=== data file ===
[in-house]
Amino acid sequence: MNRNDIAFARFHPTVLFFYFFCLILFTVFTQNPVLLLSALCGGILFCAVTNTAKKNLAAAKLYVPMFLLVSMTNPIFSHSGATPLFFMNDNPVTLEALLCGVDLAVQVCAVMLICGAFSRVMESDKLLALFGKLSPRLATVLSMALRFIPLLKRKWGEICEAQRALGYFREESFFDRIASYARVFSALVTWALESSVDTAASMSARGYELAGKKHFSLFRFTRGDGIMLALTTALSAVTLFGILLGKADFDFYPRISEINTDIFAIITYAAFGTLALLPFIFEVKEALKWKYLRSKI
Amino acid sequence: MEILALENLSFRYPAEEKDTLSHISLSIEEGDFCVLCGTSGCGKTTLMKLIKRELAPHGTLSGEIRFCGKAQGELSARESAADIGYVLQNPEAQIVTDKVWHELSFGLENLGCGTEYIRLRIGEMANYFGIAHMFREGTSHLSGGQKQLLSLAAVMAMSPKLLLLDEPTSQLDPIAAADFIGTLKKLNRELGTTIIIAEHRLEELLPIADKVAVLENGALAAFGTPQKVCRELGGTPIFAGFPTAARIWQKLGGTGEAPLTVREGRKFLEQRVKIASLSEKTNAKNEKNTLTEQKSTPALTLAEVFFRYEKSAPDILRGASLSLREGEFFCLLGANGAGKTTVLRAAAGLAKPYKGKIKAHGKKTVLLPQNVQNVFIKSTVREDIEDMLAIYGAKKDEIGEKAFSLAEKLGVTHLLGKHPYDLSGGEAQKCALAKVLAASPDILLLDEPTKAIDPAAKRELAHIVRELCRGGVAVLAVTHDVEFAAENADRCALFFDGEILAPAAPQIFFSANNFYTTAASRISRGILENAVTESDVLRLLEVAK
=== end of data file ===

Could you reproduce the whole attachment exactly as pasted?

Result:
[in-house]
Amino acid sequence: MNRNDIAFARFHPTVLFFYFFCLILFTVFTQNPVLLLSALCGGILFCAVTNTAKKNLAAAKLYVPMFLLVSMTNPIFSHSGATPLFFMNDNPVTLEALLCGVDLAVQVCAVMLICGAFSRVMESDKLLALFGKLSPRLATVLSMALRFIPLLKRKWGEICEAQRALGYFREESFFDRIASYARVFSALVTWALESSVDTAASMSARGYELAGKKHFSLFRFTRGDGIMLALTTALSAVTLFGILLGKADFDFYPRISEINTDIFAIITYAAFGTLALLPFIFEVKEALKWKYLRSKI
Amino acid sequence: MEILALENLSFRYPAEEKDTLSHISLSIEEGDFCVLCGTSGCGKTTLMKLIKRELAPHGTLSGEIRFCGKAQGELSARESAADIGYVLQNPEAQIVTDKVWHELSFGLENLGCGTEYIRLRIGEMANYFGIAHMFREGTSHLSGGQKQLLSLAAVMAMSPKLLLLDEPTSQLDPIAAADFIGTLKKLNRELGTTIIIAEHRLEELLPIADKVAVLENGALAAFGTPQKVCRELGGTPIFAGFPTAARIWQKLGGTGEAPLTVREGRKFLEQRVKIASLSEKTNAKNEKNTLTEQKSTPALTLAEVFFRYEKSAPDILRGASLSLREGEFFCLLGANGAGKTTVLRAAAGLAKPYKGKIKAHGKKTVLLPQNVQNVFIKSTVREDIEDMLAIYGAKKDEIGEKAFSLAEKLGVTHLLGKHPYDLSGGEAQKCALAKVLAASPDILLLDEPTKAIDPAAKRELAHIVRELCRGGVAVLAVTHDVEFAAENADRCALFFDGEILAPAAPQIFFSANNFYTTAASRISRGILENAVTESDVLRLLEVAK